NPR’s Marketplace did a story yesterday about how tech companies encourage bike commuting, which: duh. But Google apparently goes a step further and encourages bike conferencing, via a giant pedaled monstrosity with seven inward-facing seats. The “conference bike” is set up so that all participants contribute to making the bike move forwards — but nobody is looking where they’re going. Man, has there ever been a better visual metaphor for work meetings?
Here’s what Google transportation head Brendon Harrington told Marketplace about the conference bike:
Imagine one person facing forward and then the other six people around a circle. And the way the bike is manufactured and constructed, everyone can actually pedal at the same time — all contributing to propel the bike forward. But since they’re facing each other, they can chat with each other, they can share ideas, they can have a team meeting if they’d like.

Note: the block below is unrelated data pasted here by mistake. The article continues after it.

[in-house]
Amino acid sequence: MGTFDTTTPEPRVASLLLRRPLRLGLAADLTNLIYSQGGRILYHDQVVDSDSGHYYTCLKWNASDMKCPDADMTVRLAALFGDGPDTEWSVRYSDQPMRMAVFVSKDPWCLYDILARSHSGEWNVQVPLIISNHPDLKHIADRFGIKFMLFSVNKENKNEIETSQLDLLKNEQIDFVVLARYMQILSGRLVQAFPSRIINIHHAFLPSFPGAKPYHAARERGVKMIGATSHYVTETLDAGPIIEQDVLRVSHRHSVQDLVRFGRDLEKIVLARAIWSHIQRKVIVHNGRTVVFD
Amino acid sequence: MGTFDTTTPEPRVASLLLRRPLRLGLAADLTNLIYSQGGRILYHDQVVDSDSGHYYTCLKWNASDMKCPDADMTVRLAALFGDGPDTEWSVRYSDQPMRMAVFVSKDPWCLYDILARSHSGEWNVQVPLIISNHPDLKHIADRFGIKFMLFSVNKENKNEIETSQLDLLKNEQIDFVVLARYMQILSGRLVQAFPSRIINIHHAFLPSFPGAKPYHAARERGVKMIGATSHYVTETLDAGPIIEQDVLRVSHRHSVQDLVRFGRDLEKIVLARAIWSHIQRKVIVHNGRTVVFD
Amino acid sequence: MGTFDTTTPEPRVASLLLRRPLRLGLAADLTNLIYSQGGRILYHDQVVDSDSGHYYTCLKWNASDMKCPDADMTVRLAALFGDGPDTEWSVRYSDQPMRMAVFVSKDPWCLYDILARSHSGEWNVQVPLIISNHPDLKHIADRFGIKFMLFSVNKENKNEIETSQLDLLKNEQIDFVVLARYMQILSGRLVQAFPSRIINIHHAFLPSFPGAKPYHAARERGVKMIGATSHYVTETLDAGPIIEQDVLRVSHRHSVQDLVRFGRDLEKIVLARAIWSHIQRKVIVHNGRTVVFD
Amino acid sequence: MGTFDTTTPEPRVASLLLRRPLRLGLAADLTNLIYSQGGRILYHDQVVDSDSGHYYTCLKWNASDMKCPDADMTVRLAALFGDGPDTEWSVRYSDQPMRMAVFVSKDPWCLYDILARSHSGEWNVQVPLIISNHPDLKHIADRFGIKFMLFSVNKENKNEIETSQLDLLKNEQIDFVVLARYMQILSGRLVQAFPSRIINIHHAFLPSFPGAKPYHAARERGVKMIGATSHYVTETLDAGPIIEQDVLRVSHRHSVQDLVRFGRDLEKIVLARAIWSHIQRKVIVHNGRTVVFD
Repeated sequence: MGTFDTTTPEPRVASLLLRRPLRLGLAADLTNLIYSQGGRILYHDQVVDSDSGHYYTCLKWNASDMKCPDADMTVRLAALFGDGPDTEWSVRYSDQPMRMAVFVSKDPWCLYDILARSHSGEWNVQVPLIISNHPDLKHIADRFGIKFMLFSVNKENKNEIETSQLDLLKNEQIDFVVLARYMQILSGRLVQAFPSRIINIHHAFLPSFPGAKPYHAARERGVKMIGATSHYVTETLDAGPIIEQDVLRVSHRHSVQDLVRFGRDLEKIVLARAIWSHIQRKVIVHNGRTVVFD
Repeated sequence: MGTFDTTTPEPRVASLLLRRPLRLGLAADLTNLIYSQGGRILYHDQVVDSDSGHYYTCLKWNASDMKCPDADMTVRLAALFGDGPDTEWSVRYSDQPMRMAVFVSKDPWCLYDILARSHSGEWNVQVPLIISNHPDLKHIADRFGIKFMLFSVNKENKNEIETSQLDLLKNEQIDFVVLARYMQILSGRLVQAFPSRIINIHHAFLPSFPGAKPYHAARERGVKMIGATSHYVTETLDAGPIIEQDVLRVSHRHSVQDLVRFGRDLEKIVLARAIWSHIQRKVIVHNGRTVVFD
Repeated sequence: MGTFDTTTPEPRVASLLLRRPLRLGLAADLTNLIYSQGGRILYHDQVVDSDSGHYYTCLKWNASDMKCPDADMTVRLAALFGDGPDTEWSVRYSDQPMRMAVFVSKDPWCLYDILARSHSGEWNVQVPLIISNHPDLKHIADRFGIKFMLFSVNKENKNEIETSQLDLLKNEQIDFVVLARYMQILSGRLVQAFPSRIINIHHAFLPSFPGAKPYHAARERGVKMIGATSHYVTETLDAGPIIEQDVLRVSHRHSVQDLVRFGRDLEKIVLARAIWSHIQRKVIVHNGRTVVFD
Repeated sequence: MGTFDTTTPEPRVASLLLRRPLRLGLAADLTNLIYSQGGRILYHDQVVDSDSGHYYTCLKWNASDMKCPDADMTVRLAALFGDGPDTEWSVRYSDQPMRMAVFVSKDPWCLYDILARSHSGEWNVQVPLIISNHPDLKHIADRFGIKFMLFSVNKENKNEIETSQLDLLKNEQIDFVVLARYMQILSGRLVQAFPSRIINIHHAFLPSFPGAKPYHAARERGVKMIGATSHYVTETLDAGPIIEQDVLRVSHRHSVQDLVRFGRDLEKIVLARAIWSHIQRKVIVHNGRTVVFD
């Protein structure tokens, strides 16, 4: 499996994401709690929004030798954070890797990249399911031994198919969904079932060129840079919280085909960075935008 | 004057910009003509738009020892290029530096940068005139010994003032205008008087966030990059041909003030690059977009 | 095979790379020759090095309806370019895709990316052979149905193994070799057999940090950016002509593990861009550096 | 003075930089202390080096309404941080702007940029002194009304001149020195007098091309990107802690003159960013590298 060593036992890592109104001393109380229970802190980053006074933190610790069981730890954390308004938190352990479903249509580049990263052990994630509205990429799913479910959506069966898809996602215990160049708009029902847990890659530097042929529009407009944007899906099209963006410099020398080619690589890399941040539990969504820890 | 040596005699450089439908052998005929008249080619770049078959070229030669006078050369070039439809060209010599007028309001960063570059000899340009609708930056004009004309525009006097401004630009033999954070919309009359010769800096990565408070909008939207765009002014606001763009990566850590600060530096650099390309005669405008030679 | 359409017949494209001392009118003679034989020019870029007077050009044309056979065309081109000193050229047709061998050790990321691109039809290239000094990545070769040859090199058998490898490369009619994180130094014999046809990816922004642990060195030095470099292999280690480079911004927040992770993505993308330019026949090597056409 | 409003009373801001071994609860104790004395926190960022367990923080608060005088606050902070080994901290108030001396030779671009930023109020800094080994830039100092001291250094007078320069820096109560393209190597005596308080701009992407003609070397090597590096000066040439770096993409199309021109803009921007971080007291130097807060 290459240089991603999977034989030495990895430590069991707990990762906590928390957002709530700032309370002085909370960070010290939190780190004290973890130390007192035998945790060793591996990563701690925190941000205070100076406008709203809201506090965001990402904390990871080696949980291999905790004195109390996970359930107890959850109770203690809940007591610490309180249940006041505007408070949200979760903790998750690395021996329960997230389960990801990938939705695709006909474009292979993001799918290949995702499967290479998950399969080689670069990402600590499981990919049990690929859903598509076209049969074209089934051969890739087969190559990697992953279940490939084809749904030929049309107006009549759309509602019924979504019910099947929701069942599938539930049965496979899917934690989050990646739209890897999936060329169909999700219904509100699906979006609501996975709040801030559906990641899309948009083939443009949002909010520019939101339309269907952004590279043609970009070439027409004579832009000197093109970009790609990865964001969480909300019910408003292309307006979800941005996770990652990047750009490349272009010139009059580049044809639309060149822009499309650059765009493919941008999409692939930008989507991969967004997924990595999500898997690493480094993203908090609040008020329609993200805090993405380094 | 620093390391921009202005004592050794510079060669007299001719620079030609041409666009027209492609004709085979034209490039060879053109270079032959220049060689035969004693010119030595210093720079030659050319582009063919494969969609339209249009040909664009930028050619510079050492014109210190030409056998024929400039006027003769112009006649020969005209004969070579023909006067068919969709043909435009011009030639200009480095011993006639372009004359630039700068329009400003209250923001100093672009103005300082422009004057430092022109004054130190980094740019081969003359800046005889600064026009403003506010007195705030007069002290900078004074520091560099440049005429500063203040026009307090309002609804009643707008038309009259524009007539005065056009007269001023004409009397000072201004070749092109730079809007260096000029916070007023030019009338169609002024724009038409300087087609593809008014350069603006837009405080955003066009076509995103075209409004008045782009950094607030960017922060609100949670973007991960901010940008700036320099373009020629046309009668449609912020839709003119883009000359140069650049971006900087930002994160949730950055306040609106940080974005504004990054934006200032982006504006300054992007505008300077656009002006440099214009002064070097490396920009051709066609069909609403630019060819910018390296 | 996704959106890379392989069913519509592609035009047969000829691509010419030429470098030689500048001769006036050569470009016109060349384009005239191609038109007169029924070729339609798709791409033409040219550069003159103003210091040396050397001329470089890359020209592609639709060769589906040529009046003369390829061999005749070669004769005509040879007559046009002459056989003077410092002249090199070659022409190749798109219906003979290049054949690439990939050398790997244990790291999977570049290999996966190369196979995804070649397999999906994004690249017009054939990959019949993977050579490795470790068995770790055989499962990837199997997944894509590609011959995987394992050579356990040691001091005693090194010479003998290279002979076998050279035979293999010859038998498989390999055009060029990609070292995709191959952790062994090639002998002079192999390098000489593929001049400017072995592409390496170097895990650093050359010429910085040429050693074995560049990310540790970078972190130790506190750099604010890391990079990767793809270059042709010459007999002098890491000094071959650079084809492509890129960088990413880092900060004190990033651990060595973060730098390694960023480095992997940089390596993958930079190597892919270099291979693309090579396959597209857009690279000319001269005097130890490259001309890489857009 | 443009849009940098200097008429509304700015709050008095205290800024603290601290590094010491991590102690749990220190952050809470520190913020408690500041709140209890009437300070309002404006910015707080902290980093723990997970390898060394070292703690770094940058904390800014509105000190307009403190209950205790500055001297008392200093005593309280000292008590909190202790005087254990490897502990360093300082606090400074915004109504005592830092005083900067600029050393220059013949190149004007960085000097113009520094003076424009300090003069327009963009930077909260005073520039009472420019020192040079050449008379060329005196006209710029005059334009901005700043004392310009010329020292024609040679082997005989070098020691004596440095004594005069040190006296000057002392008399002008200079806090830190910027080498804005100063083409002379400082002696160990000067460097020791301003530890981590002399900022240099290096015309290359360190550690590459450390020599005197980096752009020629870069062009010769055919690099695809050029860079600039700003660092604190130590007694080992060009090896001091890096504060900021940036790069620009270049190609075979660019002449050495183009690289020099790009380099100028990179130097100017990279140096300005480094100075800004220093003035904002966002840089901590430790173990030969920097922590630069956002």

Yes, imagine one person facing forward! Then imagine their view is blocked by two coworkers.
This seems like it might conceivably be safe while tooling around Google’s parking lot, but Flickr is full of pictures of people using “CoBies” on trails, in the middle of the street, etc.:
The company says it has more than 250 bikes in use at companies in 16 countries, and presumably there have been no fatalities, so I guess the two-inch boost to the steerer’s seat is sufficient to make it possible to see obstacles before running your coworkers over them backwards.
Techies on the cutting edge... of bike commuting, NPR.